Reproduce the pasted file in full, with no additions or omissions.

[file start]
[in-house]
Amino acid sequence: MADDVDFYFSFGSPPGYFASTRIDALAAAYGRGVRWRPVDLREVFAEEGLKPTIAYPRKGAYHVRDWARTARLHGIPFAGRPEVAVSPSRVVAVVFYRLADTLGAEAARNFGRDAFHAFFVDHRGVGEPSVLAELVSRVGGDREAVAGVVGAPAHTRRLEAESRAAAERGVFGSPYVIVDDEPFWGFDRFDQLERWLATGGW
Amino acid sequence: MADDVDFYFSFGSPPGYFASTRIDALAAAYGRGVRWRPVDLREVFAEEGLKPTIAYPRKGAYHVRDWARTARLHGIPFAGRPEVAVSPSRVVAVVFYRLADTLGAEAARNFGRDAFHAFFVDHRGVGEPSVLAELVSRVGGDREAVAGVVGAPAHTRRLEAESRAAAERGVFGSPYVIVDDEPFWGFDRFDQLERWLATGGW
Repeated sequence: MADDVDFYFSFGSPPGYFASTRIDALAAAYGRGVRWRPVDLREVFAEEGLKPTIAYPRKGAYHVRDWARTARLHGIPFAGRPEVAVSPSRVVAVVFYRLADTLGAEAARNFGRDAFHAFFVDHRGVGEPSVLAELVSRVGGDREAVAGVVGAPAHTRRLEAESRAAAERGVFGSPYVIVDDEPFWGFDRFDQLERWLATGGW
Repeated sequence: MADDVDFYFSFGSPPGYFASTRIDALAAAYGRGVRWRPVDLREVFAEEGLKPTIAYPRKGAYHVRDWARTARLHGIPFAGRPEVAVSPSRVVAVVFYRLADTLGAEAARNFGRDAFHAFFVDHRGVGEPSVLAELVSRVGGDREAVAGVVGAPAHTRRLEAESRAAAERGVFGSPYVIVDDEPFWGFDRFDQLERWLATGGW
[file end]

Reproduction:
[in-house]
Amino acid sequence: MADDVDFYFSFGSPPGYFASTRIDALAAAYGRGVRWRPVDLREVFAEEGLKPTIAYPRKGAYHVRDWARTARLHGIPFAGRPEVAVSPSRVVAVVFYRLADTLGAEAARNFGRDAFHAFFVDHRGVGEPSVLAELVSRVGGDREAVAGVVGAPAHTRRLEAESRAAAERGVFGSPYVIVDDEPFWGFDRFDQLERWLATGGW
Amino acid sequence: MADDVDFYFSFGSPPGYFASTRIDALAAAYGRGVRWRPVDLREVFAEEGLKPTIAYPRKGAYHVRDWARTARLHGIPFAGRPEVAVSPSRVVAVVFYRLADTLGAEAARNFGRDAFHAFFVDHRGVGEPSVLAELVSRVGGDREAVAGVVGAPAHTRRLEAESRAAAERGVFGSPYVIVDDEPFWGFDRFDQLERWLATGGW
Repeated sequence: MADDVDFYFSFGSPPGYFASTRIDALAAAYGRGVRWRPVDLREVFAEEGLKPTIAYPRKGAYHVRDWARTARLHGIPFAGRPEVAVSPSRVVAVVFYRLADTLGAEAARNFGRDAFHAFFVDHRGVGEPSVLAELVSRVGGDREAVAGVVGAPAHTRRLEAESRAAAERGVFGSPYVIVDDEPFWGFDRFDQLERWLATGGW
Repeated sequence: MADDVDFYFSFGSPPGYFASTRIDALAAAYGRGVRWRPVDLREVFAEEGLKPTIAYPRKGAYHVRDWARTARLHGIPFAGRPEVAVSPSRVVAVVFYRLADTLGAEAARNFGRDAFHAFFVDHRGVGEPSVLAELVSRVGGDREAVAGVVGAPAHTRRLEAESRAAAERGVFGSPYVIVDDEPFWGFDRFDQLERWLATGGW